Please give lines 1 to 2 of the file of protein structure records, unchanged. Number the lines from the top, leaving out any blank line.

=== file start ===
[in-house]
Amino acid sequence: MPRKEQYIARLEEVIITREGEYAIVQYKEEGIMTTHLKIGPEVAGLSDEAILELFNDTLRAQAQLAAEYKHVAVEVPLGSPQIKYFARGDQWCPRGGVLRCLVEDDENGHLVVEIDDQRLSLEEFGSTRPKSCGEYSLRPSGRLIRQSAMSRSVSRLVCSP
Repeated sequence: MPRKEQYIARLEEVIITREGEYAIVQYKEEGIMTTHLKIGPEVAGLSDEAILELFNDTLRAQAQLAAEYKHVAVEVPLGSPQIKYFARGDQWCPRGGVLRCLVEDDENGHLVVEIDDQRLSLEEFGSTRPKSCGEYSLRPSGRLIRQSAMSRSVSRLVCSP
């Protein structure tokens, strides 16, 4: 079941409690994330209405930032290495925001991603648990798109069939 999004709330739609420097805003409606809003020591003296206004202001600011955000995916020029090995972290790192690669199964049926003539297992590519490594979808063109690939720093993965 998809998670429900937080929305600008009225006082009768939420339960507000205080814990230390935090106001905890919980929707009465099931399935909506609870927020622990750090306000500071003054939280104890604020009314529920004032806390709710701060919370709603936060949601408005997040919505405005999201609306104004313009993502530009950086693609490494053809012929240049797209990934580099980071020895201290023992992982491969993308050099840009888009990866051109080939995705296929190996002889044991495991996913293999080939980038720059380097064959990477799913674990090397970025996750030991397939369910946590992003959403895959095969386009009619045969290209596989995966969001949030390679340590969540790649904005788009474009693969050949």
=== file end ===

[in-house]
Amino acid sequence: MPRKEQYIARLEEVIITREGEYAIVQYKEEGIMTTHLKIGPEVAGLSDEAILELFNDTLRAQAQLAAEYKHVAVEVPLGSPQIKYFARGDQWCPRGGVLRCLVEDDENGHLVVEIDDQRLSLEEFGSTRPKSCGEYSLRPSGRLIRQSAMSRSVSRLVCSP